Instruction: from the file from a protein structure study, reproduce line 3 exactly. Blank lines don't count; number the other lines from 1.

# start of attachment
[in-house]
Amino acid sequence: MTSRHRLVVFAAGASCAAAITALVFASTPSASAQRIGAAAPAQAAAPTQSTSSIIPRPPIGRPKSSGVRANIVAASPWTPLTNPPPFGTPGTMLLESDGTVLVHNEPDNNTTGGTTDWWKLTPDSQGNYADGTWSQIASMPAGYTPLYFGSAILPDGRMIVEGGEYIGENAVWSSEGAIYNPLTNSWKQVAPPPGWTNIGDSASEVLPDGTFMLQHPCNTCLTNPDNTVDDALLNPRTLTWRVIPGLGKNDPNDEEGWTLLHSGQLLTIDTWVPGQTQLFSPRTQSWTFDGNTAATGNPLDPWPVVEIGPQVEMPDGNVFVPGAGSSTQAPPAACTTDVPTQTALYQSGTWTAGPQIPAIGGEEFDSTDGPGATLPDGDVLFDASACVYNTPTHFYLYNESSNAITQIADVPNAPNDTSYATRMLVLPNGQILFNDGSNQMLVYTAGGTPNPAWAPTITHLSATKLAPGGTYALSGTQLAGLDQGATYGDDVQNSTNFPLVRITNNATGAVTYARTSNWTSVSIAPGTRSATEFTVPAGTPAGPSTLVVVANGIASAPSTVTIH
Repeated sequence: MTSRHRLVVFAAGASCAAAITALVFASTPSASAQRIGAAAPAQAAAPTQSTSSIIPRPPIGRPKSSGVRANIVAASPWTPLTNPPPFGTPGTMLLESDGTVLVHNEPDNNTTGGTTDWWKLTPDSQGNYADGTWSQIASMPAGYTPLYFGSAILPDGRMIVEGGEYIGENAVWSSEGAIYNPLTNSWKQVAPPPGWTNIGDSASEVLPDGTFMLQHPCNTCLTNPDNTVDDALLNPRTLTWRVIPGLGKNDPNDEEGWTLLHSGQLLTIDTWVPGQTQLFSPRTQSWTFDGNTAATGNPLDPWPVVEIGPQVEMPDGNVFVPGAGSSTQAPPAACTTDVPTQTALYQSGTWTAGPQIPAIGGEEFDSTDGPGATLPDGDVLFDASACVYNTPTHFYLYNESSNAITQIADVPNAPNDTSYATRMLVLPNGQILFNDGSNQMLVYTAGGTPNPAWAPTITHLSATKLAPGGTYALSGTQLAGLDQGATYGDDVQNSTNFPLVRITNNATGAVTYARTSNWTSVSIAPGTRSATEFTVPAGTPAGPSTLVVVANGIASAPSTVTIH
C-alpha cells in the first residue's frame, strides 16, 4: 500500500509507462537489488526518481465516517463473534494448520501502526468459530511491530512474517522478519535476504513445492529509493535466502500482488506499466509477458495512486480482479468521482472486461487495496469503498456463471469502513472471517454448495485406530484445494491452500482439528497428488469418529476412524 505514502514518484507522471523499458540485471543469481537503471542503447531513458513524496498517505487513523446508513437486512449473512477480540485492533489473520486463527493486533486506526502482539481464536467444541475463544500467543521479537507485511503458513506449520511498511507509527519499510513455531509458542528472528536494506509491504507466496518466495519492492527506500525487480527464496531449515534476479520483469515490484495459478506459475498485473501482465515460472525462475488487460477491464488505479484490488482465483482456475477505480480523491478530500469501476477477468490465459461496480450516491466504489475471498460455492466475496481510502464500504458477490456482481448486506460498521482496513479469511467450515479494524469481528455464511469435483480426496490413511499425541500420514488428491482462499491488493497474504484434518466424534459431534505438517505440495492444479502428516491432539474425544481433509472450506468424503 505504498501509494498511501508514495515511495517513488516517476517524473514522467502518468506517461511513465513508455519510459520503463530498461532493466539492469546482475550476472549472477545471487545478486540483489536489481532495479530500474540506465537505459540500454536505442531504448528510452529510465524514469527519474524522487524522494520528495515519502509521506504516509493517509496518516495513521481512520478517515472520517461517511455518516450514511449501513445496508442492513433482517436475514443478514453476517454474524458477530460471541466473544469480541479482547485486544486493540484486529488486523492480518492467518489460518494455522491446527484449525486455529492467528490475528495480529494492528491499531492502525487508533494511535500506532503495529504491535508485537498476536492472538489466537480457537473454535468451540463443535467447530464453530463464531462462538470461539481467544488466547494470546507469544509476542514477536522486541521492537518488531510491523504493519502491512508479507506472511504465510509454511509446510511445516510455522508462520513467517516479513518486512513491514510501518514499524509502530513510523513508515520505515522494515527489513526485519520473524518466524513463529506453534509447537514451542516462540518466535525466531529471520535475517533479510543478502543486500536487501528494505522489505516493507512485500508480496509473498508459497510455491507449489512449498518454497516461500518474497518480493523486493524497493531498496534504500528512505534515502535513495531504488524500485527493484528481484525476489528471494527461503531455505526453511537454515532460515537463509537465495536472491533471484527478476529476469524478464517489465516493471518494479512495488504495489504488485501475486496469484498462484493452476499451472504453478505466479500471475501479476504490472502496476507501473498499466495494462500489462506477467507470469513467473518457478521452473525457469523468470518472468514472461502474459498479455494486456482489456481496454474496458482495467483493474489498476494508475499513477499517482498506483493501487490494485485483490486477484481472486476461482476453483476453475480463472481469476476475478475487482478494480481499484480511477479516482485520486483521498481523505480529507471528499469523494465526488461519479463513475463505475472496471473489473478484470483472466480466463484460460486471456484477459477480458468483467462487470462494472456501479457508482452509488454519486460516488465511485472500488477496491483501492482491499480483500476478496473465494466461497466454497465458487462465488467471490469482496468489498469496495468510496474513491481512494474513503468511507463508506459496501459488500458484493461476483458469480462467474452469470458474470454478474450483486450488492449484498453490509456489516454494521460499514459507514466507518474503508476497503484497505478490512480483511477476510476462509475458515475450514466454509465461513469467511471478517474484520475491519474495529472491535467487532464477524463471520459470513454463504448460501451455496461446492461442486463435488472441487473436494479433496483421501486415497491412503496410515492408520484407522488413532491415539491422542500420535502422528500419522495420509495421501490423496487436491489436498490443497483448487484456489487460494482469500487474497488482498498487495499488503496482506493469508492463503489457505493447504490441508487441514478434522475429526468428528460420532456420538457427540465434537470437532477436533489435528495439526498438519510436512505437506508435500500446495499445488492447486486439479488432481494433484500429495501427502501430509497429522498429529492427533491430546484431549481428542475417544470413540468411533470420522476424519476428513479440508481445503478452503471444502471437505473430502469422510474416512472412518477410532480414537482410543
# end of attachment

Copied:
Repeated sequence: MTSRHRLVVFAAGASCAAAITALVFASTPSASAQRIGAAAPAQAAAPTQSTSSIIPRPPIGRPKSSGVRANIVAASPWTPLTNPPPFGTPGTMLLESDGTVLVHNEPDNNTTGGTTDWWKLTPDSQGNYADGTWSQIASMPAGYTPLYFGSAILPDGRMIVEGGEYIGENAVWSSEGAIYNPLTNSWKQVAPPPGWTNIGDSASEVLPDGTFMLQHPCNTCLTNPDNTVDDALLNPRTLTWRVIPGLGKNDPNDEEGWTLLHSGQLLTIDTWVPGQTQLFSPRTQSWTFDGNTAATGNPLDPWPVVEIGPQVEMPDGNVFVPGAGSSTQAPPAACTTDVPTQTALYQSGTWTAGPQIPAIGGEEFDSTDGPGATLPDGDVLFDASACVYNTPTHFYLYNESSNAITQIADVPNAPNDTSYATRMLVLPNGQILFNDGSNQMLVYTAGGTPNPAWAPTITHLSATKLAPGGTYALSGTQLAGLDQGATYGDDVQNSTNFPLVRITNNATGAVTYARTSNWTSVSIAPGTRSATEFTVPAGTPAGPSTLVVVANGIASAPSTVTIH